Which method is preferable? It depends on the use to which the results are to be put. Chappell (8), in an attempt to get in the last word, asked readers to consider a nonce example in which a population of patients has an 80% mortality rate during the first year of disease with no subsequent events. Suppose also that *all* survivors exhibit complications by 3 years. Then, cumulative incidence would give a 20% estimate of gross toxicity at 3 years, along with an 80% estimate of death. That is, only 20% of patients will have toxicities because the rest died too soon. Kaplan–Meier, on the other hand, would estimate a 100% toxicity rate among patients who survive 3 years, as well as the 80% mortality. This is no contradiction; the choice depends on the status of the competing risk, death. To a radiation biologist or other theorist seeking to characterize the toxicity process (perhaps out of interest in applying the same regimen to a different group of patients with better prognoses), death is a nuisance to be factored out, and Kaplan–Meier would be the right method. But to a patient or physician, death is a quite relevant event, and the low chance of toxicity as estimated by cumulative incidence might be worth possibly extending quality or quantity of life.

I end with a numerical example taken from Klein and Moeschberger (9), to whom I recommend the reader who wants a more thorough explanation of the data and calculations. They consider outcomes among 38 patients who received bone marrow transplant for ALL. The time scale is days after transplant, and one quantity of interest is the chance of a patient dying in remission. The opportunity for this failure to occur is clearly obviated by recurrence as a competing risk. The Kaplan–Meier and cumulative incidence estimates are plotted in Fig. 1 (because Kaplan–Meier curves traditionally start at one and decrease to zero, one minus Kaplan–Meier is shown here for comparability). We see that, as is generally the case, Kaplan–Meier exceeds cumulative incidence. This is because Kaplan–Meier estimates the probability of death in remission, assuming no relapse occurs, and cumulative incidence estimates the probability of death in remission among all patients whose pattern of relapses is similar to that observed in our data. The cumulative incidence curve is naturally lower because relapsed patients count as a “success” (in terms of death in relapse), whereas for the Kaplan–Meier curve they are eliminated from consideration. The preference again depends upon the question that is being asked and the purposes to which the answer will be put. Cumulative incidence gives the “real-world” chances of an event, and Kaplan–Meier is more informative about the medical processes involved in treatment-related mortality.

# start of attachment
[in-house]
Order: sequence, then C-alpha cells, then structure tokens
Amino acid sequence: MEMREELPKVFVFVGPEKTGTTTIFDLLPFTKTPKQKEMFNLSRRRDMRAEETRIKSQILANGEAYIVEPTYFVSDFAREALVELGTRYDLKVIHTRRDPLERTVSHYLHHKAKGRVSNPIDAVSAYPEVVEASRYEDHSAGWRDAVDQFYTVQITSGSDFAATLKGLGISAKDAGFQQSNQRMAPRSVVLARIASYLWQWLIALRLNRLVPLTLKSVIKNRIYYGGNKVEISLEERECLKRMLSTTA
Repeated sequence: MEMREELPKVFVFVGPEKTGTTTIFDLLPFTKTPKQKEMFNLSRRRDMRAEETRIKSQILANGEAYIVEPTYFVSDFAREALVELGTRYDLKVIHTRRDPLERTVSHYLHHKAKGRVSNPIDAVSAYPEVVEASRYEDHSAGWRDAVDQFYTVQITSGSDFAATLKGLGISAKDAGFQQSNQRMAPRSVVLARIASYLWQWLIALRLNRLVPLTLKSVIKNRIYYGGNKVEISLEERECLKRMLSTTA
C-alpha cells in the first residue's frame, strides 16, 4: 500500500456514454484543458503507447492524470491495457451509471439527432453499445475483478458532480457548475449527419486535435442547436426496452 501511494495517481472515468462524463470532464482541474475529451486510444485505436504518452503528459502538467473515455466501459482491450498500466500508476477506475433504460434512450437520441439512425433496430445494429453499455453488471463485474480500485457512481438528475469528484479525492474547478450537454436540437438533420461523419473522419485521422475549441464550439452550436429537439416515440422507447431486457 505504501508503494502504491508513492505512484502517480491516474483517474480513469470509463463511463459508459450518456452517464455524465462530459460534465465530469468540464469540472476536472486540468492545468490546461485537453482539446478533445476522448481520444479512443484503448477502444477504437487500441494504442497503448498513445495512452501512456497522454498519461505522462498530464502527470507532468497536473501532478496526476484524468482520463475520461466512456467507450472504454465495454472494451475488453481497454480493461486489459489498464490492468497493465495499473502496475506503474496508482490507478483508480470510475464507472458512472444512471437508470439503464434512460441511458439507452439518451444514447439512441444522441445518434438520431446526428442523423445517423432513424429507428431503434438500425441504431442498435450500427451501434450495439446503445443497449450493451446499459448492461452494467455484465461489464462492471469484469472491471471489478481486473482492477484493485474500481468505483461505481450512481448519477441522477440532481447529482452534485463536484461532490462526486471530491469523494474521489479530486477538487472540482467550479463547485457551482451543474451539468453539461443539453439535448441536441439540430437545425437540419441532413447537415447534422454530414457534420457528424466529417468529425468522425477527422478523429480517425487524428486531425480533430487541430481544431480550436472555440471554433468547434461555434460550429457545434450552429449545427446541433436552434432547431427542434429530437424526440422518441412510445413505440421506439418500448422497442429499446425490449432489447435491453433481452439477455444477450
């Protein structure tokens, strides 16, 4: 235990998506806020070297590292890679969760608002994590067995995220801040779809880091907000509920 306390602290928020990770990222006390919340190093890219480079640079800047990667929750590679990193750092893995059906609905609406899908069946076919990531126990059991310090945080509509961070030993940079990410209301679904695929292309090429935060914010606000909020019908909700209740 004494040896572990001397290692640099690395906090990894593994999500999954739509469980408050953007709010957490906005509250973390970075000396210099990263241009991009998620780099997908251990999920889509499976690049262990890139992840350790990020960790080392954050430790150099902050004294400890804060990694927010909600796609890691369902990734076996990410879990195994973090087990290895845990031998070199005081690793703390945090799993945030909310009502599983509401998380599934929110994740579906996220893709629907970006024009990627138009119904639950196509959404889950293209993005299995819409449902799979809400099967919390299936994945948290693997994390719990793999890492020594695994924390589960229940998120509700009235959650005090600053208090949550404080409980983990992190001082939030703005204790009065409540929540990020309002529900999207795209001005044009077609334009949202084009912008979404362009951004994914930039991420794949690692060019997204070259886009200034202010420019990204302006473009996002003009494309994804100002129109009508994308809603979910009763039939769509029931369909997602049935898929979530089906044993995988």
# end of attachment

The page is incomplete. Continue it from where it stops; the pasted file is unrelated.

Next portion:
Dignam and colleagues extend the Kaplan–Meier and cumulative incidence methods to include covariates, which they label the “Cox CHR” and “Fine-Gray SHR” models, respectively (1). I hope that the reader has survived this commentary with some intuition about the Kaplan–Meier and cumulative incidence forms of survival-curve estimation and, thus enlightened, proceeds to read Dignam and colleagues' important work on the topic.

## Disclosure of Potential Conflicts of Interest

No potential conflicts of interest were disclosed.

- Received February 8, 2012.
- Accepted March 6, 2012.

- ©2012 American Association for Cancer Research.